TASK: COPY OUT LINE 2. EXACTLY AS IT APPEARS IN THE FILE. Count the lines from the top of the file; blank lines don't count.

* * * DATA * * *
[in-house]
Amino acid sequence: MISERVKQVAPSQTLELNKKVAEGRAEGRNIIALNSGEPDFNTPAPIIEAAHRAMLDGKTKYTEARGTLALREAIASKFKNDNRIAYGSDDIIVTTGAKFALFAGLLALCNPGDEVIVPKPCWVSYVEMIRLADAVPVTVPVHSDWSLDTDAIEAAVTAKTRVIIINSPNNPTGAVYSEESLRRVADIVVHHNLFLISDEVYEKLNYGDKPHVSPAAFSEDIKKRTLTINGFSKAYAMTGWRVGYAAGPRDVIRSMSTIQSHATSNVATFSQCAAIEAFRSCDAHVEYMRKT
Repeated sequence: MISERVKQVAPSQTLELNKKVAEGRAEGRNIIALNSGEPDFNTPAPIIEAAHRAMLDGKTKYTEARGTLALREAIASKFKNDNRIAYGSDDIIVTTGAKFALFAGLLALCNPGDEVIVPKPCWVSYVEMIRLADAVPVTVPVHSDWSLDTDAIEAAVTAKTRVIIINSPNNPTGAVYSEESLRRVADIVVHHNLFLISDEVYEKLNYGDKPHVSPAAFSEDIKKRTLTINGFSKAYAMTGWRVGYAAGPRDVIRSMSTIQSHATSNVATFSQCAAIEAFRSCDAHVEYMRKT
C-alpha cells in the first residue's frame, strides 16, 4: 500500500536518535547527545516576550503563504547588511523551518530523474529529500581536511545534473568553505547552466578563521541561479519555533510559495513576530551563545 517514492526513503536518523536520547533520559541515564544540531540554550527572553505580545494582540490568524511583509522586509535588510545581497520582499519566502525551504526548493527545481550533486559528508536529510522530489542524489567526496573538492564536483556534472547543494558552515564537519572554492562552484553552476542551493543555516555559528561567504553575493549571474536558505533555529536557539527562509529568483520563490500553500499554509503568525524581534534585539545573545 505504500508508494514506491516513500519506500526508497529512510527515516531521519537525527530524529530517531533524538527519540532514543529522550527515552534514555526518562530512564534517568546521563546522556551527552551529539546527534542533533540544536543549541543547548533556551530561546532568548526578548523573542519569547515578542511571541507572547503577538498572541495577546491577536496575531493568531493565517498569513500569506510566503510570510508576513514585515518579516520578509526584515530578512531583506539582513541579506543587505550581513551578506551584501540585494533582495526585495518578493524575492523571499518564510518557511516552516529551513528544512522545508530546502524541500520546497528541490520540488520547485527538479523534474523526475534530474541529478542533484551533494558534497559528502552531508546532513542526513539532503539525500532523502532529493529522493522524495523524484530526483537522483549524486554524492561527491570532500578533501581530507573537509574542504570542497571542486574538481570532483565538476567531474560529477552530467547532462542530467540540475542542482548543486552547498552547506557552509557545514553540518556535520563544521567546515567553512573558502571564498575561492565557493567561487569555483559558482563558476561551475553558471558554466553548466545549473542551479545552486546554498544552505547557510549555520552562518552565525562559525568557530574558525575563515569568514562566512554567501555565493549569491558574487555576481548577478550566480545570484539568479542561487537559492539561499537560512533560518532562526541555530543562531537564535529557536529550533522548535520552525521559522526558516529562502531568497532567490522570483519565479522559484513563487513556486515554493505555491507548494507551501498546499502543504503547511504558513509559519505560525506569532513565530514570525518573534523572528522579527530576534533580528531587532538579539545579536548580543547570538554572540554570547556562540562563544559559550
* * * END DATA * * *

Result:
Amino acid sequence: MISERVKQVAPSQTLELNKKVAEGRAEGRNIIALNSGEPDFNTPAPIIEAAHRAMLDGKTKYTEARGTLALREAIASKFKNDNRIAYGSDDIIVTTGAKFALFAGLLALCNPGDEVIVPKPCWVSYVEMIRLADAVPVTVPVHSDWSLDTDAIEAAVTAKTRVIIINSPNNPTGAVYSEESLRRVADIVVHHNLFLISDEVYEKLNYGDKPHVSPAAFSEDIKKRTLTINGFSKAYAMTGWRVGYAAGPRDVIRSMSTIQSHATSNVATFSQCAAIEAFRSCDAHVEYMRKT